I typed that last paragraph, I read it, and I am frustrated. I just can’t seem to quite get it right. I can’t exactly convey the words, the feelings, the emotions that I’m aiming for. I’ve written and re-written this entry so many times, on paper, on the computer, in my head, and I just can’t get it right.

I don’t want to do a whole lot of set-up with this one, because I want to get right to the meat of it, I don’t want to lose anyone in the setup. I want to share this with everyone, but to skip the setup would be to somehow take something away from what happened. So, please, please, please bear with me.

I had been asked numerous times to go to this prison, a women’s prison, and I always had a reason/excuse as to why I couldn’t. Thankfully, the person who had been doing the asking remained persistent, and I finally had no choice but to give in. I really had no clue what to expect going in. I knew the rules and that was about it. In the lead up, I’ve had so much else going on that I had barely given it a thought until I awoke yesterday morning.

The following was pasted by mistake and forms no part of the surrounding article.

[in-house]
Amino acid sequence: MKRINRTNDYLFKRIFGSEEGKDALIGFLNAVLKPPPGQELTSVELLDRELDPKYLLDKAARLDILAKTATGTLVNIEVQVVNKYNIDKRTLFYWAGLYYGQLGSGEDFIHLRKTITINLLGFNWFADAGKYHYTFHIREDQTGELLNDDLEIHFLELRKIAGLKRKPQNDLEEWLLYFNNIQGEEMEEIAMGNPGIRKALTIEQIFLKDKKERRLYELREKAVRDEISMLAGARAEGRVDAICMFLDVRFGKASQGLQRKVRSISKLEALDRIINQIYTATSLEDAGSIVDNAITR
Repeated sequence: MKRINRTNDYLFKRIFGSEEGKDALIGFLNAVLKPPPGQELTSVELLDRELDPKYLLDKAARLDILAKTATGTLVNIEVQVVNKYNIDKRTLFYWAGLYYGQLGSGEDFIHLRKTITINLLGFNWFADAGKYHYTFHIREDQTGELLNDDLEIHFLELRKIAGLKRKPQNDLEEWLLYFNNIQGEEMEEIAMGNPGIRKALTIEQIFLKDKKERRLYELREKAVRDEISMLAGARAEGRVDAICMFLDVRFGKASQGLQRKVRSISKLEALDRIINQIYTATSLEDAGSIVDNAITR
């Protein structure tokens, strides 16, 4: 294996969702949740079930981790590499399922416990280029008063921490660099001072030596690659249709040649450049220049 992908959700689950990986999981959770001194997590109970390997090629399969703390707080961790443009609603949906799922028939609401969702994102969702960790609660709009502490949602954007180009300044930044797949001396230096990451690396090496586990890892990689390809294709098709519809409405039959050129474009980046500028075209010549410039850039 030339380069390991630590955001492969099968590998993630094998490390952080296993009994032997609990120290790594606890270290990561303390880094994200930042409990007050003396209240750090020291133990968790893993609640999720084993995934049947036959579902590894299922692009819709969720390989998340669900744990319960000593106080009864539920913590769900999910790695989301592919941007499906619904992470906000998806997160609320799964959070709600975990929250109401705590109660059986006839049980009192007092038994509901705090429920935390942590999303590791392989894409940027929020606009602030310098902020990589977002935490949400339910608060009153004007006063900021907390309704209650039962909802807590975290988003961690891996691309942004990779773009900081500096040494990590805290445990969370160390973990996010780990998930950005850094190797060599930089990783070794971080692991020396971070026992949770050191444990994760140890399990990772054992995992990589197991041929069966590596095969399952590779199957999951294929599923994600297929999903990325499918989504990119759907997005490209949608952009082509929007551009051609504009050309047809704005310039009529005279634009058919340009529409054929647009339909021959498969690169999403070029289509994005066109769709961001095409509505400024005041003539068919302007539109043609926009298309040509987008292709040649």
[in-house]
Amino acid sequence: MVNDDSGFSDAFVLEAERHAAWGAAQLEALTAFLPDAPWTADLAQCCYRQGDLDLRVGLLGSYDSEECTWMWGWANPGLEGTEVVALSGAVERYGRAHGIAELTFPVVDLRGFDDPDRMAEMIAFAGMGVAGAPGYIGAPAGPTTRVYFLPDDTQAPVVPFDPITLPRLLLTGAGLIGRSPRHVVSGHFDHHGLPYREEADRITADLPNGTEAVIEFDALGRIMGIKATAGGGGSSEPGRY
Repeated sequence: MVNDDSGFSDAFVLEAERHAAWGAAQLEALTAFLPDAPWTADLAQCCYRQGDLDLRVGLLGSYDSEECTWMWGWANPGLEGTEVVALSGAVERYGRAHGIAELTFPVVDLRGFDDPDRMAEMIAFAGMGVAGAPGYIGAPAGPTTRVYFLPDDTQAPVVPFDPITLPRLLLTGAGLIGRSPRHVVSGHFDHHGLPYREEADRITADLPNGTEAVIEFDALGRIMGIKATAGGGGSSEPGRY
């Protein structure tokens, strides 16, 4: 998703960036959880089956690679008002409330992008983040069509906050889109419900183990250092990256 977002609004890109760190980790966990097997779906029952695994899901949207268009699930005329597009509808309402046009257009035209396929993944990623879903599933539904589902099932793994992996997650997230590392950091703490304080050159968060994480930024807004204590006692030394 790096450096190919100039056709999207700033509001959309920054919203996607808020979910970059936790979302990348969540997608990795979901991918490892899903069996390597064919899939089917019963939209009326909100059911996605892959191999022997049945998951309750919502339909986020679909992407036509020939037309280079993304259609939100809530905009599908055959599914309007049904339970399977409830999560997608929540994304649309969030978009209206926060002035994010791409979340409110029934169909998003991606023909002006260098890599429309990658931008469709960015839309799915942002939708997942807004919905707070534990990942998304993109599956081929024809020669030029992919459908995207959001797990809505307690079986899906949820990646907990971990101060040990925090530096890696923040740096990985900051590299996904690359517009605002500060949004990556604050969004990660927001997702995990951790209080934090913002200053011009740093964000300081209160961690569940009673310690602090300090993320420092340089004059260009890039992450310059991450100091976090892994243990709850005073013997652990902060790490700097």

Getting into prison, it seems to one who has freedom, is only mildly easier than getting out. Security checks, heavy locking doors, badge issue, and then another series of heavy locking doors. It’s a formidable place. And while I know this is going to sound incredibly clich├ęd and maybe even overly dramatic, but with each door that electronically locked behind you, you truly felt that much further from the “real” world.

What I am not so eloquently getting at is the physical structure and property is psychologically intimidating, even to one who knew he could leave whenever he wanted. And when you get your first exposure to the population, that intimidation grows exponentially. You instantly feel yourself being sized up and measured. You instantly see in their body language the “yard” hierarchy in full effect. You see the silent, possibly sub-conscious communications from one group to another, and one person to another. You quickly realize that everything is suddenly magnified in prison, especially perception and stature. There was a real, palpable tension to it all. Once again, probably sub-consciously to them, but very obvious to an outsider. And this is the environment these women exist in 24-7. Prison I quickly observed wasn’t just about physical confinement, but it is also social, emotional, and mental confinement amongst the inmates.